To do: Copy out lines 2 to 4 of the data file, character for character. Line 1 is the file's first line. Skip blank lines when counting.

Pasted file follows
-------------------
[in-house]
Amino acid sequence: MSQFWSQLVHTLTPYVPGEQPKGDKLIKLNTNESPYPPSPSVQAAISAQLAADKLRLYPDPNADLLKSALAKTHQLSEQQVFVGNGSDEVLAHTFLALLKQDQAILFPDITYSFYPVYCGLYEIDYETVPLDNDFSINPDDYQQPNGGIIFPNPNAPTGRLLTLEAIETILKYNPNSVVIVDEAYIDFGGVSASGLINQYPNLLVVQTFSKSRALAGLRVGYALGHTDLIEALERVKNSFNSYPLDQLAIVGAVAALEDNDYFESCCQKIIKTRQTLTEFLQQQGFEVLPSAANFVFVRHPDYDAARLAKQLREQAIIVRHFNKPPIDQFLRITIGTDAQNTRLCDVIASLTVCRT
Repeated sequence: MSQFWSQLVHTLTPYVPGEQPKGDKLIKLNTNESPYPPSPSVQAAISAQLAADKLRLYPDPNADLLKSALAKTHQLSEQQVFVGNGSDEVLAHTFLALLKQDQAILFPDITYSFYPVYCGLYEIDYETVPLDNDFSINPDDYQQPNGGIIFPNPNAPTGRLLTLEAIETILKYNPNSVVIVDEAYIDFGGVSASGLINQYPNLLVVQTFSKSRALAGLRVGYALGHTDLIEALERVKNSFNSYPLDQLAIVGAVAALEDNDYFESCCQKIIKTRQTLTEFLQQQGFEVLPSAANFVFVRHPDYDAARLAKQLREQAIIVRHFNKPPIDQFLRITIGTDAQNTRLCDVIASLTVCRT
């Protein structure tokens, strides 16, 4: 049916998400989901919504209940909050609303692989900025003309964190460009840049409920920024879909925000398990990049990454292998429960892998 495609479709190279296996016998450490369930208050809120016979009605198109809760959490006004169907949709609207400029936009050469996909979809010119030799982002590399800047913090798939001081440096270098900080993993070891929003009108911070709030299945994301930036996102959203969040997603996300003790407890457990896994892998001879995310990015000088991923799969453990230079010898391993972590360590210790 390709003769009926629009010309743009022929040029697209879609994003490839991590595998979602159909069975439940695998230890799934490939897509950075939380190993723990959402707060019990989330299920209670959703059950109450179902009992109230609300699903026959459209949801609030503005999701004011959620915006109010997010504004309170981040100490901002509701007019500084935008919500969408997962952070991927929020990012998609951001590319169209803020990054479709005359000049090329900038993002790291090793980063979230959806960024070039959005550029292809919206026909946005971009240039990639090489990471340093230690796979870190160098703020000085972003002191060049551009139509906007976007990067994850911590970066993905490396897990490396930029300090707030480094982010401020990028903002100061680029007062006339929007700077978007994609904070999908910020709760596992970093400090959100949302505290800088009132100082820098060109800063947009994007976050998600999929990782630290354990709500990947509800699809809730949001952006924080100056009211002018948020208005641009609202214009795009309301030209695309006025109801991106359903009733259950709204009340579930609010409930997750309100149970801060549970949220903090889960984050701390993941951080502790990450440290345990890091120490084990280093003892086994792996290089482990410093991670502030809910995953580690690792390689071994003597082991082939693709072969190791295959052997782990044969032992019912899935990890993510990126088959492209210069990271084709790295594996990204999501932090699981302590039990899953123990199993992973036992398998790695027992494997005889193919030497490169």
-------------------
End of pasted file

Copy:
Amino acid sequence: MSQFWSQLVHTLTPYVPGEQPKGDKLIKLNTNESPYPPSPSVQAAISAQLAADKLRLYPDPNADLLKSALAKTHQLSEQQVFVGNGSDEVLAHTFLALLKQDQAILFPDITYSFYPVYCGLYEIDYETVPLDNDFSINPDDYQQPNGGIIFPNPNAPTGRLLTLEAIETILKYNPNSVVIVDEAYIDFGGVSASGLINQYPNLLVVQTFSKSRALAGLRVGYALGHTDLIEALERVKNSFNSYPLDQLAIVGAVAALEDNDYFESCCQKIIKTRQTLTEFLQQQGFEVLPSAANFVFVRHPDYDAARLAKQLREQAIIVRHFNKPPIDQFLRITIGTDAQNTRLCDVIASLTVCRT
Repeated sequence: MSQFWSQLVHTLTPYVPGEQPKGDKLIKLNTNESPYPPSPSVQAAISAQLAADKLRLYPDPNADLLKSALAKTHQLSEQQVFVGNGSDEVLAHTFLALLKQDQAILFPDITYSFYPVYCGLYEIDYETVPLDNDFSINPDDYQQPNGGIIFPNPNAPTGRLLTLEAIETILKYNPNSVVIVDEAYIDFGGVSASGLINQYPNLLVVQTFSKSRALAGLRVGYALGHTDLIEALERVKNSFNSYPLDQLAIVGAVAALEDNDYFESCCQKIIKTRQTLTEFLQQQGFEVLPSAANFVFVRHPDYDAARLAKQLREQAIIVRHFNKPPIDQFLRITIGTDAQNTRLCDVIASLTVCRT
């Protein structure tokens, strides 16, 4: 049916998400989901919504209940909050609303692989900025003309964190460009840049409920920024879909925000398990990049990454292998429960892998 495609479709190279296996016998450490369930208050809120016979009605198109809760959490006004169907949709609207400029936009050469996909979809010119030799982002590399800047913090798939001081440096270098900080993993070891929003009108911070709030299945994301930036996102959203969040997603996300003790407890457990896994892998001879995310990015000088991923799969453990230079010898391993972590360590210790 390709003769009926629009010309743009022929040029697209879609994003490839991590595998979602159909069975439940695998230890799934490939897509950075939380190993723990959402707060019990989330299920209670959703059950109450179902009992109230609300699903026959459209949801609030503005999701004011959620915006109010997010504004309170981040100490901002509701007019500084935008919500969408997962952070991927929020990012998609951001590319169209803020990054479709005359000049090329900038993002790291090793980063979230959806960024070039959005550029292809919206026909946005971009240039990639090489990471340093230690796979870190160098703020000085972003002191060049551009139509906007976007990067994850911590970066993905490396897990490396930029300090707030480094982010401020990028903002100061680029007062006339929007700077978007994609904070999908910020709760596992970093400090959100949302505290800088009132100082820098060109800063947009994007976050998600999929990782630290354990709500990947509800699809809730949001952006924080100056009211002018948020208005641009609202214009795009309301030209695309006025109801991106359903009733259950709204009340579930609010409930997750309100149970801060549970949220903090889960984050701390993941951080502790990450440290345990890091120490084990280093003892086994792996290089482990410093991670502030809910995953580690690792390689071994003597082991082939693709072969190791295959052997782990044969032992019912899935990890993510990126088959492209210069990271084709790295594996990204999501932090699981302590039990899953123990199993992973036992398998790695027992494997005889193919030497490169």